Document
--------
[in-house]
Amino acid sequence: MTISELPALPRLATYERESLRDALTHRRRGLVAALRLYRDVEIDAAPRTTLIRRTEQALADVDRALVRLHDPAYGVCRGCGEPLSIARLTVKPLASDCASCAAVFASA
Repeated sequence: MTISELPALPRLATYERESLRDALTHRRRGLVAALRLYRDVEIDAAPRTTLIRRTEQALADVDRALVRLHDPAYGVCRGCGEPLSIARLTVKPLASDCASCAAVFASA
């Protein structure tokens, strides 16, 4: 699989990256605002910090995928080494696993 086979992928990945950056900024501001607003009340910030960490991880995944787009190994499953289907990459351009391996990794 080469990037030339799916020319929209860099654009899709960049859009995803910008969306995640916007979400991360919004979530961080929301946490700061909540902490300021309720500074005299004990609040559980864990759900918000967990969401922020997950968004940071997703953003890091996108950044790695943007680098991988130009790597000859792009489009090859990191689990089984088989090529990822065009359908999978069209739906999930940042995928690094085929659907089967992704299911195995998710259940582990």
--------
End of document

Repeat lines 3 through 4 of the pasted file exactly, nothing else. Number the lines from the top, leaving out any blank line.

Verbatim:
Repeated sequence: MTISELPALPRLATYERESLRDALTHRRRGLVAALRLYRDVEIDAAPRTTLIRRTEQALADVDRALVRLHDPAYGVCRGCGEPLSIARLTVKPLASDCASCAAVFASA
């Protein structure tokens, strides 16, 4: 699989990256605002910090995928080494696993 086979992928990945950056900024501001607003009340910030960490991880995944787009190994499953289907990459351009391996990794 080469990037030339799916020319929209860099654009899709960049859009995803910008969306995640916007979400991360919004979530961080929301946490700061909540902490300021309720500074005299004990609040559980864990759900918000967990969401922020997950968004940071997703953003890091996108950044790695943007680098991988130009790597000859792009489009090859990191689990089984088989090529990822065009359908999978069209739906999930940042995928690094085929659907089967992704299911195995998710259940582990």